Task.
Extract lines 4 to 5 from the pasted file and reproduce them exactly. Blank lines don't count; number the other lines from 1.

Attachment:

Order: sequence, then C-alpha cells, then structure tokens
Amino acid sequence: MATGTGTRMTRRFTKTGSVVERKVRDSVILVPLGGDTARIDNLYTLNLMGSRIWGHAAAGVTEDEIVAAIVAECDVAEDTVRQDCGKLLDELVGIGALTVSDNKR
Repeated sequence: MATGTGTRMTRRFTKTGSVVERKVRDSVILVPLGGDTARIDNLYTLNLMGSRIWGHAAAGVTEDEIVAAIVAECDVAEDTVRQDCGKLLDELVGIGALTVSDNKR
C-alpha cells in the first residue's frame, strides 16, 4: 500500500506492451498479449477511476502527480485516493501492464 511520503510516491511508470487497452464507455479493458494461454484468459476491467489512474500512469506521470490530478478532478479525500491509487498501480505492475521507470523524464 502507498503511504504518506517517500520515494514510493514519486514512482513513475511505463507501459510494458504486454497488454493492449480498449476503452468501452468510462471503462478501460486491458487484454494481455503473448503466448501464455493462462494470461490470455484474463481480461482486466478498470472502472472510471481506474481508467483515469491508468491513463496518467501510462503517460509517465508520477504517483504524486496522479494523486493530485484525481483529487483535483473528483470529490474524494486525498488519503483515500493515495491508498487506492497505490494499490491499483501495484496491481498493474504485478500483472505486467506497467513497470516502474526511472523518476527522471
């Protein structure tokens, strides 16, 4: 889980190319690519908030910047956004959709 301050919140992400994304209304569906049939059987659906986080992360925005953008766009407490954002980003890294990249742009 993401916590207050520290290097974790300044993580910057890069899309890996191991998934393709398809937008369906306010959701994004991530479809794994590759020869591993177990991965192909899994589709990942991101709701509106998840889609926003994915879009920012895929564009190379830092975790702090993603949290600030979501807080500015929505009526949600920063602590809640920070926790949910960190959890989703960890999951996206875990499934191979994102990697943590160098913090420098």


C-alpha cells in the first residue's frame, strides 16, 4: 500500500506492451498479449477511476502527480485516493501492464 511520503510516491511508470487497452464507455479493458494461454484468459476491467489512474500512469506521470490530478478532478479525500491509487498501480505492475521507470523524464 502507498503511504504518506517517500520515494514510493514519486514512482513513475511505463507501459510494458504486454497488454493492449480498449476503452468501452468510462471503462478501460486491458487484454494481455503473448503466448501464455493462462494470461490470455484474463481480461482486466478498470472502472472510471481506474481508467483515469491508468491513463496518467501510462503517460509517465508520477504517483504524486496522479494523486493530485484525481483529487483535483473528483470529490474524494486525498488519503483515500493515495491508498487506492497505490494499490491499483501495484496491481498493474504485478500483472505486467506497467513497470516502474526511472523518476527522471
């Protein structure tokens, strides 16, 4: 889980190319690519908030910047956004959709 301050919140992400994304209304569906049939059987659906986080992360925005953008766009407490954002980003890294990249742009 993401916590207050520290290097974790300044993580910057890069899309890996191991998934393709398809937008369906306010959701994004991530479809794994590759020869591993177990991965192909899994589709990942991101709701509106998840889609926003994915879009920012895929564009190379830092975790702090993603949290600030979501807080500015929505009526949600920063602590809640920070926790949910960190959890989703960890999951996206875990499934191979994102990697943590160098913090420098």